Effect of tea on blood pressure for secondary prevention of cardiovascular disease: a systematic review and meta-analysis of randomized controlled trials.


Yarmolinsky, J; Gon, G; Edwards, P; (2015) Effect of tea on blood pressure for secondary prevention of cardiovascular disease: a systematic review and meta-analysis of randomized controlled trials. Nutrition reviews, 73 (4). pp. 236-46. ISSN 0029-6643 DOI: https://doi.org/10.1093/nutrit/nuv001

Full text not available from this repository. (Request a copy)

Abstract

Tea has been proposed as an antihypertensive agent for individuals with elevated blood pressure, yet the evidence for this has not been systematically reviewed to date. The aim of this review was to evaluate the effects of tea on blood pressure in individuals within the prehypertensive and hypertensive blood pressure ranges. The CENTRAL, PubMed, Embase, and Web of Science databases were searched for all relevant studies published from 1946 to September 27, 2013. The selection criteria included randomized controlled trials of adults whose blood pressure was within hypertensive or prehypertensive ranges and in which the applied intervention was green or black tea; controls consisting of placebo, minimal tea intervention, or no intervention; and a follow-up period of at least 2 months. Two reviewers independently extracted data on participants, interventions, comparators, outcomes, and study design. Mean differences (MDs) and 95% confidence intervals (95%CIs) were pooled to generate summary effect estimates. Meta-analyses of 10 trials (834 participants) showed statistically significant reductions in systolic blood pressure (MD -2.36 mmHg, 95%CI -4.20 to -0.52) and diastolic blood pressure (MD -1.77 mmHg, 95%CI -3.03 to -0.52) with tea consumption. Consumption of green or black tea can reduce blood pressure in individuals within prehypertensive and hypertensive ranges, although further investigation with studies of longer duration and stronger methodological quality is warranted to confirm these findings.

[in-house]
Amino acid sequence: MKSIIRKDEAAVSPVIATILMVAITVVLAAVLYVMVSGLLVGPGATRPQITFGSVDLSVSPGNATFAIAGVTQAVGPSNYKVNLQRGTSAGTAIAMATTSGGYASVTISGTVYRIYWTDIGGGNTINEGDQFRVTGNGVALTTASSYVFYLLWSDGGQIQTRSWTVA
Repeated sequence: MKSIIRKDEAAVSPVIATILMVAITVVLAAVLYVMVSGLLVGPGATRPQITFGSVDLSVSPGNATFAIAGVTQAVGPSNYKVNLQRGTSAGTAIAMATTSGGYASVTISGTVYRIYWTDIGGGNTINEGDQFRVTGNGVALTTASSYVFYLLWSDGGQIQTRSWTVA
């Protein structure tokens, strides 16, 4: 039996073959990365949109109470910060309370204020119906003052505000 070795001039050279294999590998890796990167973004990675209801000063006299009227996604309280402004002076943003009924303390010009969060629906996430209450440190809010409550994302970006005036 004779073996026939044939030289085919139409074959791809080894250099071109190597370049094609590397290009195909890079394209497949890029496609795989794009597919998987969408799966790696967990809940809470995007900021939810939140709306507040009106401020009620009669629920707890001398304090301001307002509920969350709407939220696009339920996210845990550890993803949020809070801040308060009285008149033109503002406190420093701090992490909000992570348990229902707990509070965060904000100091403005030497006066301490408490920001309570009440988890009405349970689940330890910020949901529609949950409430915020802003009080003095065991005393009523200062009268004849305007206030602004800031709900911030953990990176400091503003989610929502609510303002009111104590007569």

Item Type: Article
Faculty and Department: Faculty of Epidemiology and Population Health > Dept of Population Health (2012- ) > Dept of Nutrition and Public Health Interventions Research (2003-2012)
Faculty of Epidemiology and Population Health > Dept of Population Health (2012- )
Faculty of Epidemiology and Population Health > Dept of Infectious Disease Epidemiology
Research Centre: Maternal Health Group
PubMed ID: 26024546
Web of Science ID: 355080100003
URI: http://researchonline.lshtm.ac.uk/id/eprint/2197054

Statistics


Download activity - last 12 months
Downloads since deposit
0Downloads
295Hits
Accesses by country - last 12 months
Accesses by referrer - last 12 months
Impact and interest
Additional statistics for this record are available via IRStats2

Actions (login required)

Edit Item Edit Item